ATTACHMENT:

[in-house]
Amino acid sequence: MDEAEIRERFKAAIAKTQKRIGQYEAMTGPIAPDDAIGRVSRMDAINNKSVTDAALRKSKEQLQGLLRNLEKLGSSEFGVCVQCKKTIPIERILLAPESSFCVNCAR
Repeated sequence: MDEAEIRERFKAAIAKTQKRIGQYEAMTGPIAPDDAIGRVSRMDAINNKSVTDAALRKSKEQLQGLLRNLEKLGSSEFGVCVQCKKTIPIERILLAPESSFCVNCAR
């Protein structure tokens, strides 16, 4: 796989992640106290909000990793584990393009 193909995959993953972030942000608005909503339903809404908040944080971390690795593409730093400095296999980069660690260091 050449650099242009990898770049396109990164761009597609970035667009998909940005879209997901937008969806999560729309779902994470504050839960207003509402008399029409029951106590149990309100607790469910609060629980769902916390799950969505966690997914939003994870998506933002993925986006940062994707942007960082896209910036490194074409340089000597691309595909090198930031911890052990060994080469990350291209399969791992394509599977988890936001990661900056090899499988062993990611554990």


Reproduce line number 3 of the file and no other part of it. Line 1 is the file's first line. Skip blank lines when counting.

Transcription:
Repeated sequence: MDEAEIRERFKAAIAKTQKRIGQYEAMTGPIAPDDAIGRVSRMDAINNKSVTDAALRKSKEQLQGLLRNLEKLGSSEFGVCVQCKKTIPIERILLAPESSFCVNCAR